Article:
The MCM Investment Team conducts security analysis and research - and also handles client relationships. Importantly, that means clients have direct interaction with, and may direct questions specifically to, the people doing their investment work.
The investment management team will "go anywhere" with respect to markets, industries, and/or market sectors (small-, mid-, or large-cap businesses) in search of value within a margin of safety. The investment management team's goal is to find pricing anomalies that create the highest quality opportunities in the entire investment landscape.
MCM's Three-Stage Filter
For MCM to consider purchasing a company, it must pass through a filter process to greatly reduce uncertainty. The companies must:
Here's how our system of investment filters works:
MCM employs a filtering process to assemble an inventory of potential investments. Designed to filter out as much uncertainty as possible, MCM optimizes research time by concentrating on only those businesses worthy of further consideration.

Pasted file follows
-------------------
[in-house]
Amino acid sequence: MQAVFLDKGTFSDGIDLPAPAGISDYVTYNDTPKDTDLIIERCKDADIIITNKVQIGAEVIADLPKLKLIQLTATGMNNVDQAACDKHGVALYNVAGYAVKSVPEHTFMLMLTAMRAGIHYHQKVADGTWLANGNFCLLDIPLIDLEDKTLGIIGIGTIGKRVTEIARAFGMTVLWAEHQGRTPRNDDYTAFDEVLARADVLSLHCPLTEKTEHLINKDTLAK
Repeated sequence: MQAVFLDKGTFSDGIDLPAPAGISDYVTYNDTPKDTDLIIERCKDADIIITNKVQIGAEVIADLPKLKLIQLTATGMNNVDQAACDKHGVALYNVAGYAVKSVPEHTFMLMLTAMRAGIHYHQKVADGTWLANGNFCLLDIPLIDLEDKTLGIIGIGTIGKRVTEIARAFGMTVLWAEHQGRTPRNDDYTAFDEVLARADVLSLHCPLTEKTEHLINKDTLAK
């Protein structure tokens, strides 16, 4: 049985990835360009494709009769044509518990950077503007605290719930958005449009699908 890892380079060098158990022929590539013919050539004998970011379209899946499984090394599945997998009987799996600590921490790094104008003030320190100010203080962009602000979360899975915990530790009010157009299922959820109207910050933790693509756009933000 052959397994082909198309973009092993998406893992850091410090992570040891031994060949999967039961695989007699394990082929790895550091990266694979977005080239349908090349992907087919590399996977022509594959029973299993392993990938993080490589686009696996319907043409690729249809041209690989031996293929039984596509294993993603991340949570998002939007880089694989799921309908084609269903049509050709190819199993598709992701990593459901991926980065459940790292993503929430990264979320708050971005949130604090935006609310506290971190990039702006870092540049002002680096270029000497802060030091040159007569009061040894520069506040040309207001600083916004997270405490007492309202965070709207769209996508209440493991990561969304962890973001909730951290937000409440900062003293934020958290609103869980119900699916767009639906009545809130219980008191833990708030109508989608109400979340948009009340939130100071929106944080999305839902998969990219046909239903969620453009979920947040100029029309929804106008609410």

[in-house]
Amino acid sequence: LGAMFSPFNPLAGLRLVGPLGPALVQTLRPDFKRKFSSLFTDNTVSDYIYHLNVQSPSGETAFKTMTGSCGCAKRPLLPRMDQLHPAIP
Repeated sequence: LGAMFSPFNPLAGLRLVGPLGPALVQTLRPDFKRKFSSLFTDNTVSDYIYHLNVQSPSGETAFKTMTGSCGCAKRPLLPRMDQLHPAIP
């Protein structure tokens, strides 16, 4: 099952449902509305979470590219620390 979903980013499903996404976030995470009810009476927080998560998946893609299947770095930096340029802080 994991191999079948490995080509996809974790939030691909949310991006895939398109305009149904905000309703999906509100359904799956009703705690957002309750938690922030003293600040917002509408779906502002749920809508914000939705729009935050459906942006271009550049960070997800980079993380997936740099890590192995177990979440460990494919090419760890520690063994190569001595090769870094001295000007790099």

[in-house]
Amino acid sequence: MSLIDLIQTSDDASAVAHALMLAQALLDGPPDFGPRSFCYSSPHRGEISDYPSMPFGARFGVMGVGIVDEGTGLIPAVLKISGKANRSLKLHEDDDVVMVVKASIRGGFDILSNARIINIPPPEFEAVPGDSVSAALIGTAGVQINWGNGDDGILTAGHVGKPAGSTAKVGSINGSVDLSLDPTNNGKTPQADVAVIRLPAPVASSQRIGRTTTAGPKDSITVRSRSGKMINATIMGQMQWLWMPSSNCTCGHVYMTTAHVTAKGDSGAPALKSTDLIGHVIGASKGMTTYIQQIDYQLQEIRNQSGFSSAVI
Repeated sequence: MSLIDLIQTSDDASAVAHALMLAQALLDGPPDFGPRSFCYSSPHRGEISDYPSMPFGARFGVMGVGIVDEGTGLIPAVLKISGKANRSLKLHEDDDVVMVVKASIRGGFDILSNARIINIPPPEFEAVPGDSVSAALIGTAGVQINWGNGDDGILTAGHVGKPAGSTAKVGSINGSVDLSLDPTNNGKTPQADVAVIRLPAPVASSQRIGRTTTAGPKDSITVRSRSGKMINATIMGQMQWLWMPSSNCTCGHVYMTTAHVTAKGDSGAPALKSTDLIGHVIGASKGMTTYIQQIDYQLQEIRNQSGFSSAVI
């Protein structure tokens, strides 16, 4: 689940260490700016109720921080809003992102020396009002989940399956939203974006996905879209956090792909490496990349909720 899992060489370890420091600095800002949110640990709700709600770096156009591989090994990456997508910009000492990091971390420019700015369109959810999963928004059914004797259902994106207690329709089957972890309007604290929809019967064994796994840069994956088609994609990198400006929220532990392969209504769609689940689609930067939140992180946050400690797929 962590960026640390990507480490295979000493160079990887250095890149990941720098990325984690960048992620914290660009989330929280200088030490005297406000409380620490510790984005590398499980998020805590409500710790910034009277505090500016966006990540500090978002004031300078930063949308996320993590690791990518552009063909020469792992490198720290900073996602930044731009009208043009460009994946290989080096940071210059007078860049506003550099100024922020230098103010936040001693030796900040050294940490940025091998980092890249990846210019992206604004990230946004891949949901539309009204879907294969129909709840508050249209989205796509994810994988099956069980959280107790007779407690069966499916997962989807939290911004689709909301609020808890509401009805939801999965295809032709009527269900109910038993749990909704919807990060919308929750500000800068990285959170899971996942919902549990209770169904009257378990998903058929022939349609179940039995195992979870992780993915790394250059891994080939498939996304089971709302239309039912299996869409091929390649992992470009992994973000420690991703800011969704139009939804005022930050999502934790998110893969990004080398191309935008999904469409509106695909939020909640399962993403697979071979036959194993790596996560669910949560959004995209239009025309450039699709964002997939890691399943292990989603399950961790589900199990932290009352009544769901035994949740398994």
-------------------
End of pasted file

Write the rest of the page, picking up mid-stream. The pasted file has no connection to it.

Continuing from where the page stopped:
We begin by having our analysts specialize in specific economic sectors like energy, healthcare, or manufacturing. MCM equity researchers thus develop a high level of familiarity - or "circle of competence" - similar to what one might expect from a beat system in police work or journalism. This familiarity allows us to know which companies are the best long-term performers - the "stars," if you will. We often set up screening programs that compare the financial data of these successful businesses with other companies. By looking at signature features like high return on earnings, high insider ownership, low (or no) acquisitions, and low debt ratios, we find companies that strongly correlate with these "best practices" businesses. Those go in the top of the MCM funnel.